Topics and reading assignments:Here is the detailed schedule of all the topics in our course, including when we will cover them, and their accompanying reading assignments.Relevance of logic to other subjects:If you are curious about the relevance of deductive logic to other subjects such as philosophy, mathematics, and computer science, then click on the ticket below:Student outcome goals:The hope is that by the end of the semester you will have achieved the following goals:
Laptops, cell phones:Photographing during class is not allowed. Audio recording is OK. During class, turn off your cellphone's ringer. Your computers may be used only for note taking, and not for browsing the web, reading emails, or other activities unrelated to the class. If you use a computer during class, then please sit in the back of the room or on the end of a row so that your monitor's screen won't distract other students. Educational research shows that students learn more when they take their own notes by using a pencil or pen rather than by typing. Disabilities:If you have a documented disability and require accommodation or assistance with assignments, tests, attendance, note taking, and so forth, then please see me early in the semester so that appropriate arrangements can be made to ensure your full participation in class. Also, you are encouraged to contact the Services for Students with Disabilities (Lassen Hall) for additional information regarding services that might be available to you. See also http://www.csus.edu/sswd/index.html.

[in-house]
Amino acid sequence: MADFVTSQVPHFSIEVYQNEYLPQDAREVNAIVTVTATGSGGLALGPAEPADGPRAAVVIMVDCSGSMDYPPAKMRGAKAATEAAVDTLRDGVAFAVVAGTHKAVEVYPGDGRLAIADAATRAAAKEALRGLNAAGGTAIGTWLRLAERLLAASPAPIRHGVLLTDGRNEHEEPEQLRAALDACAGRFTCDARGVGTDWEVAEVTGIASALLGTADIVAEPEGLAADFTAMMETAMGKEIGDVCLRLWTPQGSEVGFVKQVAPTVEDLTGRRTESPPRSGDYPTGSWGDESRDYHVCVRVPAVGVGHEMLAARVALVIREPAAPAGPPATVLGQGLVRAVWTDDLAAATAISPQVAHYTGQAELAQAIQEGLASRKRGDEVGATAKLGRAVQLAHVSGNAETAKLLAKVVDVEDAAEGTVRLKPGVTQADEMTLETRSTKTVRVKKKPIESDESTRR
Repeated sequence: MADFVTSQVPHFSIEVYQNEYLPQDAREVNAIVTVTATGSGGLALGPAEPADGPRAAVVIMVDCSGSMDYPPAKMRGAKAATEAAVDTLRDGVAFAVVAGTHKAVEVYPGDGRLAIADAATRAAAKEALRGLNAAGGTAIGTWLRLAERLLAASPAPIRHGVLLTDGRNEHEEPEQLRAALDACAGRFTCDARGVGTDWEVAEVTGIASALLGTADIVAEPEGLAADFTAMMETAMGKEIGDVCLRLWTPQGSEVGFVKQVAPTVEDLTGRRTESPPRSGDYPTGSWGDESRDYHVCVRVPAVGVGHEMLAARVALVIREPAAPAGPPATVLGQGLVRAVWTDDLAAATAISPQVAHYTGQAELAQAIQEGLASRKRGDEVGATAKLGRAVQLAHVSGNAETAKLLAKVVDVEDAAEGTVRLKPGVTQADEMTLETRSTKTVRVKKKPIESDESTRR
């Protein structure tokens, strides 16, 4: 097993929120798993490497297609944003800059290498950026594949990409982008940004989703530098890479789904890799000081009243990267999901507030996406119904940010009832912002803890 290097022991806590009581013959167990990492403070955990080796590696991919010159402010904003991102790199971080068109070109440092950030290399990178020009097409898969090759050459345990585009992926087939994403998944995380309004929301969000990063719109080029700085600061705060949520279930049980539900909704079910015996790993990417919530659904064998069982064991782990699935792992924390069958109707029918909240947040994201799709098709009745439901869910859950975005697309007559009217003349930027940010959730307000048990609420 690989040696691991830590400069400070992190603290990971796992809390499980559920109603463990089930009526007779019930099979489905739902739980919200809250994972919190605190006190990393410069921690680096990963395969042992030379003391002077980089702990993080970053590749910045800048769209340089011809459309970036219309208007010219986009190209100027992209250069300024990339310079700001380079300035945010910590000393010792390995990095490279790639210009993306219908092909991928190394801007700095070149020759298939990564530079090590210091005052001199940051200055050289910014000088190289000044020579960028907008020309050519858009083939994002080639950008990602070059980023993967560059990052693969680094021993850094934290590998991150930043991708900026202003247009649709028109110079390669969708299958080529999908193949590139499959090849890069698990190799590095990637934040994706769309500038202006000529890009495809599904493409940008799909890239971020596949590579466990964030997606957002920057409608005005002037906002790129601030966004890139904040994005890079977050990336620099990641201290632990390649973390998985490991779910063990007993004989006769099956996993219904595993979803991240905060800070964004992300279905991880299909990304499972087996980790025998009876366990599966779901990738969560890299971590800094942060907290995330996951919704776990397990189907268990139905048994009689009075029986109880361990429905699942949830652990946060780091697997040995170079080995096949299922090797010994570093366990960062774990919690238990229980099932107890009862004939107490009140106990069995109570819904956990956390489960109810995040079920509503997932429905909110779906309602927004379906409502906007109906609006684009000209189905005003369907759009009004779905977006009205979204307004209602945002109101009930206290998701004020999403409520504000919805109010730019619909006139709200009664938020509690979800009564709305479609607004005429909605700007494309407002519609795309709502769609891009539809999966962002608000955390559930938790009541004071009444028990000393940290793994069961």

Plagiarism and Academic Honesty:Browse the University's policy on academic honesty.